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FFH AGM 2020


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Does anyone know timing of FFH AGM this year? Was originally scheduled for April 16th.  Their website says it will be webcast but no further details as how to sign up or time of event. Would like to block the time off on my calendar.

thanks,

 

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Does anyone know timing of FFH AGM this year? Was originally scheduled for April 16th.  Their website says it will be webcast but no further details as how to sign up or time of event. Would like to block the time off on my calendar.

thanks,

 

https://www.fairfax.ca/news/press-releases/press-release-details/2020/FAIRFAX-ANNOUNCES-ANNUAL-MEETING-WEBCAST-DETAILS/default.aspx

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https://www.fairfax.ca/news/press-releases/press-release-details/2020/Fairfax-Donates-US2-Million-for-COVID-19-Relief/default.aspx

 

Can I assume that since Fairfax has the wherewithal to make a donation, that the company is not going to hell in handbasket as the stock price would indicate ;)

 

I offer a different perspective on FFH buybacks ...

 

Notwithstanding their limited financial capacity to do all the things that they want to do, if the market is discounting FFH book value by a large margin, them deciding to prioritize buyback of their own shares ahead of everything else (i.e. other financial obligations), is akin to them averaging down on their current equity portfolio picks indirectly since it is the drop in their equities picks that overwhelm FFH own share price to begin with.

 

So, the question for FFH management would be … is their current equities picks (larger ones anyways) are worth indirectly "averaging" down (through FFH buyback) given the new market paradigm shift or has there been a permanent loss of intrinsic value on same major names, where the trade-off to do FFH buyback (i.e. averaging down their equity picks across the board indirectly) is no longer worth it,,, and it makes since to average down on specific names or open new position.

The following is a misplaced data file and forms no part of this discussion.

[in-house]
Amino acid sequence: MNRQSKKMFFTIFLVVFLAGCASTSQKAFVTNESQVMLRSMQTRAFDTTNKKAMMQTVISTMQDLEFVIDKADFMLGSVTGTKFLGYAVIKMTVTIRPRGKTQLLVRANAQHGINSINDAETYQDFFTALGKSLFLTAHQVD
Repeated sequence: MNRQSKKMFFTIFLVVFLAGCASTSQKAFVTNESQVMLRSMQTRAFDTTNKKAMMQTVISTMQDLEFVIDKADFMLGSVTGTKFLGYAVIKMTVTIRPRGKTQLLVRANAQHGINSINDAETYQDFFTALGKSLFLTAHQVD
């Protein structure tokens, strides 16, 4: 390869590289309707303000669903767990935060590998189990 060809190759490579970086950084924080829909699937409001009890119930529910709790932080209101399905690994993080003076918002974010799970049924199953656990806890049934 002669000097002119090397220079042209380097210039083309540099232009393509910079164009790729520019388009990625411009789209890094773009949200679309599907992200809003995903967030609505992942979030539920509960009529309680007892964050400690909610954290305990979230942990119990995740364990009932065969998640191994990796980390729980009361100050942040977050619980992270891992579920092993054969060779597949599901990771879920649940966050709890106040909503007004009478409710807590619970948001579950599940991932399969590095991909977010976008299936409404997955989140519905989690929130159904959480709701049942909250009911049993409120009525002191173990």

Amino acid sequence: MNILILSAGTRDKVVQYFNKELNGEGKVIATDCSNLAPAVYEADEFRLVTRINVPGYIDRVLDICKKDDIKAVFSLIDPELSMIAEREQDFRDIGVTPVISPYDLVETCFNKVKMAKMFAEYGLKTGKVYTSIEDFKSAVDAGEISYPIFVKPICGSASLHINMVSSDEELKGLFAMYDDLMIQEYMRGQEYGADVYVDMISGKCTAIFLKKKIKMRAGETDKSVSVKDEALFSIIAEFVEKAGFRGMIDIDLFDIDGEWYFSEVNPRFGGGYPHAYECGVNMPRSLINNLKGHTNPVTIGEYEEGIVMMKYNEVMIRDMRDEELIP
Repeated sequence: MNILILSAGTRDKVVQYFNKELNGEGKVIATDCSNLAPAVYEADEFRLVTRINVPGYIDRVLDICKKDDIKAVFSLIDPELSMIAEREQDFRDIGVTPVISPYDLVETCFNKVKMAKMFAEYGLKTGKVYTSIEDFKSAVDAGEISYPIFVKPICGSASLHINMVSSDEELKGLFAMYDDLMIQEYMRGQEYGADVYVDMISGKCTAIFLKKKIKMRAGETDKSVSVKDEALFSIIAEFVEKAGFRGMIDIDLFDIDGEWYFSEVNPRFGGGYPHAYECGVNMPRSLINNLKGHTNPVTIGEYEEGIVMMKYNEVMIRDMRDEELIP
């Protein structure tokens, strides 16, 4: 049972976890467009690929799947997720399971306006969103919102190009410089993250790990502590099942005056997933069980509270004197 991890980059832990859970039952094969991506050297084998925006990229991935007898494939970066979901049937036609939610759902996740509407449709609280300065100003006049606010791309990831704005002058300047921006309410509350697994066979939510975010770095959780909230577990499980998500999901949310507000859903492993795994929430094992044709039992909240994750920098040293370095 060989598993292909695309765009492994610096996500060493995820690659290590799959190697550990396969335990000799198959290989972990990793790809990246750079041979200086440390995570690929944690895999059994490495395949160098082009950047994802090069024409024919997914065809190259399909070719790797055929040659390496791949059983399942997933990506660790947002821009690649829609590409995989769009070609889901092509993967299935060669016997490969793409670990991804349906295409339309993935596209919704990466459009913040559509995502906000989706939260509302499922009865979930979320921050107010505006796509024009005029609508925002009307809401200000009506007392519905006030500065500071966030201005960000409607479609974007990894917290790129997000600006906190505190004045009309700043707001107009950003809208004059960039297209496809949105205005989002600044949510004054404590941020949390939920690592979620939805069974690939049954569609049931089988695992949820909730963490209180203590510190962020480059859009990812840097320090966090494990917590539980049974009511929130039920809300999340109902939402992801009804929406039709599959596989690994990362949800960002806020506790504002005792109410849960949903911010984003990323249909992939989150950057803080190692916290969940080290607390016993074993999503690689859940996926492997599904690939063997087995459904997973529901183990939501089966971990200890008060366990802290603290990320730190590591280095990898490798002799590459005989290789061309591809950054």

I suspect, we all also have the same dilemma in our own portfolio, … given all we know now, do we buyback our own portfolio in its entirety as a lower price, or be opportunistic on key names and new names. So FFH buyback calculus might revolve around the same thing … looking forward to Thursday :-)

 

 

 

 

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Any ways to get the Webcast after the meeting? I missed half of it. It isn't on their website.

Thanks!

 

There is a link under news -> events and webcasts. I haven’t tried it for Fairfax, but the equivalent link on the Fairfax Africa site gave me a playback this morning.

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For those not on the call, here is a summary of what I took away from the call:

• Prem remains very optimistic

• Fair and Friendly culture are the deep value pillars of FFH that will see it through bumps

• Lots of focus on results over 34 years of company existence and being part of the 1% to increase share price by >15%/yr

• Value investing has not done well over past 10 years but over 50+ years it has and will come back in vogue

• Admitted disappointed at what Covid19 crisis has done to FFH share price